A reduced reliance on airfields and seaports in a recent war game resulted in increased speed and entry operations. (Sgt. Juan F. Jimenez/Army)
- Filed Under
New Gear: What’s next
If necessity is the mother of invention, get ready for a lot of new stuff. In the near term, that will include:
■ Getting the network into standard units.
■ More interoperable and user-friendly mission command.
■ Mobile and survivable command posts.
■ 3-D or 4-D printing to reduce logistic repairs.
■ Hands-free, heads-up displays so “people playing ‘Call of Duty’ [no longer] have an ability to access data our soldiers don’t.”
And that is just the start, according to Maj. Gen. Bill Hicks, deputy director for the Army Capabilities Integration Center. He described some “very promising” advances in science and technology after the conference. One was mo-lecular changes to reduce the weight of vehicle armor by half without lessening protection.
Have you ever heard of graphene? It would take an elephant balanced on a pencil to break through a sheet with the thickness (or thinness) of plastic wrap. Imagine using that as body armor.
The Innovation Group moved one-third of its force using two conceptual troop carriers. One was an ultra-heavy vertical takeoff-and-landing aircraft that would (theoretically) cut BCT deployment from 29 days to four. The other was a conceptual joint high-speed, shallow-draft ship expected to reduce sealift time by half.
Many in attendance were pleased with the modeled results and pressed the need for such platforms. In an era of austere entry, that would seem necessary.
But one top Army leader said not to count on it. Not because he didn’t like the idea. He did. But these programs would require joint money, and they may not be a priority for sister services.
“We’ve done that in the past, and it failed every time,” he said.
The general advised looking at making the Army’s fighting force smaller and faster.
A major shift took place Nov. 20 that will change the Army as you know it.
Squads and brigades will be smaller and complemented by robotics, as well as unmanned ground and aerial vehicles. The heaviest vehicles will come in at 30 tons — less than half the weight of the M1A1 tank and the planned Ground Combat Vehicle. Front-line fighters will be equipped with intelligence gear that operates at the “speed of change.” Some soldiers may be assigned to a region for their entire career. The human and cyber domains of war will be merged.
Service leaders have been touting an expeditionary and scalable Army. Now, they’re putting their money where their mouth is. They are using the five-year drop in funding to change investment strategies and turn to innovative solutions that will reconfigure all manner of formations with rapid deployment in mind.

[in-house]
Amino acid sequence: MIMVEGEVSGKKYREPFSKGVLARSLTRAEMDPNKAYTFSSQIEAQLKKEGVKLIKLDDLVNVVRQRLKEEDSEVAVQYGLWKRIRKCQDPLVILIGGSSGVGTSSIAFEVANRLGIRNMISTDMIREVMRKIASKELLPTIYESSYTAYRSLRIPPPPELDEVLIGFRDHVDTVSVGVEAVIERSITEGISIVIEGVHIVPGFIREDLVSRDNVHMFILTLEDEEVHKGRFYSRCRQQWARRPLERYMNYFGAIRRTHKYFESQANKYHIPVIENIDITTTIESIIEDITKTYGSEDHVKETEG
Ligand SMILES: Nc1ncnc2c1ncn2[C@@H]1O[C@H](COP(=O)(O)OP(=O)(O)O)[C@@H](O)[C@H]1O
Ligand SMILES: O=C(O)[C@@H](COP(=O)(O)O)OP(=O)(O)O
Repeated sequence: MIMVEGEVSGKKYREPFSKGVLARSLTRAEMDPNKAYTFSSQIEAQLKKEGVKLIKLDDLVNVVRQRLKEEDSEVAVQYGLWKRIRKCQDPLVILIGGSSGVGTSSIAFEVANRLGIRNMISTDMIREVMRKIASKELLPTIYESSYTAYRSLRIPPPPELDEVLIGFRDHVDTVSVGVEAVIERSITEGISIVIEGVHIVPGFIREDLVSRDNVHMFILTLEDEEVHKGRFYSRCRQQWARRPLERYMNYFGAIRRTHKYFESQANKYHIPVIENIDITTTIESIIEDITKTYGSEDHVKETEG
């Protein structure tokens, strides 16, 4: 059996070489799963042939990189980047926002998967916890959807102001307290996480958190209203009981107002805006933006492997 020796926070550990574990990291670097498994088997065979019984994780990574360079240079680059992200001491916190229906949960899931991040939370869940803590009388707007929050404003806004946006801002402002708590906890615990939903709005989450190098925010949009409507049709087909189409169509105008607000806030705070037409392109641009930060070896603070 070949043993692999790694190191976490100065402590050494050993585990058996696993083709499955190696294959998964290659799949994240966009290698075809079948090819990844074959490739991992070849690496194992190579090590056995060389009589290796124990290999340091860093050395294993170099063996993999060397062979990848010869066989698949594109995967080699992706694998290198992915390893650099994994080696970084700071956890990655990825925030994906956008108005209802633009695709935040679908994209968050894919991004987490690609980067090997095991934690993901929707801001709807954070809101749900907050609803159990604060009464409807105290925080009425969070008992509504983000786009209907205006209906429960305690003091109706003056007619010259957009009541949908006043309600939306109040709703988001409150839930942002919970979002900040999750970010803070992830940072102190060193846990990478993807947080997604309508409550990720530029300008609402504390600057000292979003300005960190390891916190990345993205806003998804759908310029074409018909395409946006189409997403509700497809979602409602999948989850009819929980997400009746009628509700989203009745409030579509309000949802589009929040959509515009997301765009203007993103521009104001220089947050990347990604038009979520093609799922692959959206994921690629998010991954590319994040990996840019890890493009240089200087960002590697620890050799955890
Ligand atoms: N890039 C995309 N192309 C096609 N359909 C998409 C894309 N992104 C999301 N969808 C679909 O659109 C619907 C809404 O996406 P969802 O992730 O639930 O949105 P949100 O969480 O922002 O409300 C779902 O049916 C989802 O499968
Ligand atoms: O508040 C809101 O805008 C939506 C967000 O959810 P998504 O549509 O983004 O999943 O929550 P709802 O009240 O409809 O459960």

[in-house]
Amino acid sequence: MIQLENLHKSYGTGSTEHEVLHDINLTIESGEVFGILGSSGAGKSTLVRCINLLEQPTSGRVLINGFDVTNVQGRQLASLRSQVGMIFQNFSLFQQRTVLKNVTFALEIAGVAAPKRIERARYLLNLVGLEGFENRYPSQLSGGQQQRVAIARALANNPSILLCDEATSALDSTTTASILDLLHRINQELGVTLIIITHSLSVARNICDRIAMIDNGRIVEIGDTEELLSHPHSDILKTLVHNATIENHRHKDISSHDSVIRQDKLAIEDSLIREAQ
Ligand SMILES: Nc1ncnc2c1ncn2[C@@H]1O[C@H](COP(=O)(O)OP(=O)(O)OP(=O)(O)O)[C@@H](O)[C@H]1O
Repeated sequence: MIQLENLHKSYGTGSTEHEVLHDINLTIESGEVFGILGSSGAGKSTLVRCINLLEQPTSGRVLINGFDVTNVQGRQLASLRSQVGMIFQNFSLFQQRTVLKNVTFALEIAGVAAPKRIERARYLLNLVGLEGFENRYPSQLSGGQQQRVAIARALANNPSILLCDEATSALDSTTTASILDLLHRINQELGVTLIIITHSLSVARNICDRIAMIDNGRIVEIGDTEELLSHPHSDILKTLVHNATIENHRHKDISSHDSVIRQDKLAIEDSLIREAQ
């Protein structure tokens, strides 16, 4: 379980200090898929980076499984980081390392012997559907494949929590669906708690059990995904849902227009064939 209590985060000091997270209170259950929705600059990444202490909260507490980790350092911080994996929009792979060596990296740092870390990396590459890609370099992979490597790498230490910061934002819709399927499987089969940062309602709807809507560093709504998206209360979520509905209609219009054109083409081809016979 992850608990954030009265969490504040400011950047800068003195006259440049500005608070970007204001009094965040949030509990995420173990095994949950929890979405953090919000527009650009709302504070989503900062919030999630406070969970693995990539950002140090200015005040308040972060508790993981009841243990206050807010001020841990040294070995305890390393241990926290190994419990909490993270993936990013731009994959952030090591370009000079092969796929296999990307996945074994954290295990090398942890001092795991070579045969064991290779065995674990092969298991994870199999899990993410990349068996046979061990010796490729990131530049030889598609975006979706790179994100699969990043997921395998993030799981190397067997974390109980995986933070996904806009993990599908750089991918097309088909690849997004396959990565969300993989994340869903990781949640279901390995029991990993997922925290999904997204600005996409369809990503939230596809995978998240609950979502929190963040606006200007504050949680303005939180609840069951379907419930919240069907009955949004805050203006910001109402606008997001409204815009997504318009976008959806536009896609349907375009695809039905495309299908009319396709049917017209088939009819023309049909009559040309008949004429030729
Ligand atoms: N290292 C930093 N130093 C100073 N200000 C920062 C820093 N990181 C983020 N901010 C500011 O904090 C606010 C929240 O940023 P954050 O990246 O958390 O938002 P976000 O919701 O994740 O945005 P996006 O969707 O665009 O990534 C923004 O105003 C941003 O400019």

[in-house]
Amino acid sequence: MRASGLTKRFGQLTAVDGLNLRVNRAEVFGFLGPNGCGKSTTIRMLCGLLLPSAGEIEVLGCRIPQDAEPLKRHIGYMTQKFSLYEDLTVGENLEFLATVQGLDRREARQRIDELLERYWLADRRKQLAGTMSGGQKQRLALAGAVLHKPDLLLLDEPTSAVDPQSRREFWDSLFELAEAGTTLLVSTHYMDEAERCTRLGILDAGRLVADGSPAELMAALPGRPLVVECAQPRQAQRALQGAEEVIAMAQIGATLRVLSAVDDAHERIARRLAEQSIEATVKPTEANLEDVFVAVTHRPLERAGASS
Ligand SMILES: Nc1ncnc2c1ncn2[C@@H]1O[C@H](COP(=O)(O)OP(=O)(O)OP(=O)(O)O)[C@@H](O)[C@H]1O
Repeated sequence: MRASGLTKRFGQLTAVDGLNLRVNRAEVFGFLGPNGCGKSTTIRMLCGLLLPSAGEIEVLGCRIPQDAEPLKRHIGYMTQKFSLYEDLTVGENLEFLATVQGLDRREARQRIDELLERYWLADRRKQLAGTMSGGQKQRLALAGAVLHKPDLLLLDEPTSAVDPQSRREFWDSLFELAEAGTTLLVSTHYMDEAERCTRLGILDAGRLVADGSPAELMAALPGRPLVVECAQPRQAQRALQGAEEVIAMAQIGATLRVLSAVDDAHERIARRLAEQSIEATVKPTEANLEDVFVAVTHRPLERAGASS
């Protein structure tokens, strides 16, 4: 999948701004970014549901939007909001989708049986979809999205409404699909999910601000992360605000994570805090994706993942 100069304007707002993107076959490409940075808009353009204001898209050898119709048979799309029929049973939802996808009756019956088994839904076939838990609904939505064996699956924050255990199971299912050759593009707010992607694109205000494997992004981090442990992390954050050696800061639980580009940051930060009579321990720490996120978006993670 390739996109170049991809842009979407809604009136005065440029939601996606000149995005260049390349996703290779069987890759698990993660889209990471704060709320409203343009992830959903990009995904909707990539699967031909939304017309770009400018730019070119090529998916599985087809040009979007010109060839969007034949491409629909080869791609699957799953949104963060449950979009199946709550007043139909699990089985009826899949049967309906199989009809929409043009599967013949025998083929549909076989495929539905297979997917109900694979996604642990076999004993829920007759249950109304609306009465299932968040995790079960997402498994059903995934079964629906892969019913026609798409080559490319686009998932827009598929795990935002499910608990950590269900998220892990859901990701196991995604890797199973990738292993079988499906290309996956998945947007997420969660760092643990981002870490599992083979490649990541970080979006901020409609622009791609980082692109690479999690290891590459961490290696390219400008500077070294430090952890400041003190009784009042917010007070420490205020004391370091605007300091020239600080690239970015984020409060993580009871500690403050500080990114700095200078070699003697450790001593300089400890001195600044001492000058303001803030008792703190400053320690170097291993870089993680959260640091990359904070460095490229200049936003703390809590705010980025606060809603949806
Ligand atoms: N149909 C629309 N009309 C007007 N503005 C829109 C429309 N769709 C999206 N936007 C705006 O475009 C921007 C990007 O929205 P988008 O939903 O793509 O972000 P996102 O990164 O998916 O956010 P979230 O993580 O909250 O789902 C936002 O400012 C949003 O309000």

These revolutionary changes were not established on Congress’ floor or within the Pentagon’s halls. Instead, they came in a National Defense University conference room, where dozens of top generals and civilian service leaders gathered to discuss the results of a yearlong training exercise geared toward future conflict.
The exercise is called Unified Quest. The scenario centered on the use of chemical weapons by a collapsing nation against U.S. forces at home and abroad. The nation had chemical weapon stored in seven cities, and there was a strong possibility of nuclear weapon proliferation from a border nation.
The war game took place in 2025, and with good reason. Two separate teams independently responded to the same scenario. The first, called the “Evolution Group,” was equipped with current and planned capabilities and structures. The second, called the “Innovation Group,” was equipped largely with nonexistent but technologically feasible gear and used a variety of unique strategies and force structures.
The results were telling.
The Evolution Group took nearly four weeks to deploy and its operational fires commenced on Day 29. When the operation concluded on Day 85, the weapons of mass destruction were lost and blue forces could not account for opposition scientists.
The Innovation Group, using the same model, departed in five days and commenced operational fires on Day 8. The operation concluded on Day 24 with all WMD either secured or fixed.
With that said, it wasn’t easy for the Innovation Group. A reduced reliance on airfields and seaports resulted in increased speed and entry operations, and multiple points of entry left enemy forces scrambling. But it was difficult to move or sustain blue forces after entry. This led to an advantage for the adversary.
While the Evolution Group had more robust sustainment due to concurrent arrival, its troubles far outweighed its successes. One infantry brigade combat team had no reserve and limited resupply. The adversary massed fires and overwhelmed this “vulnerable” force. And the enemy was able to anticipate and resist the predictable (and necessary) reliance on major ports and airfields.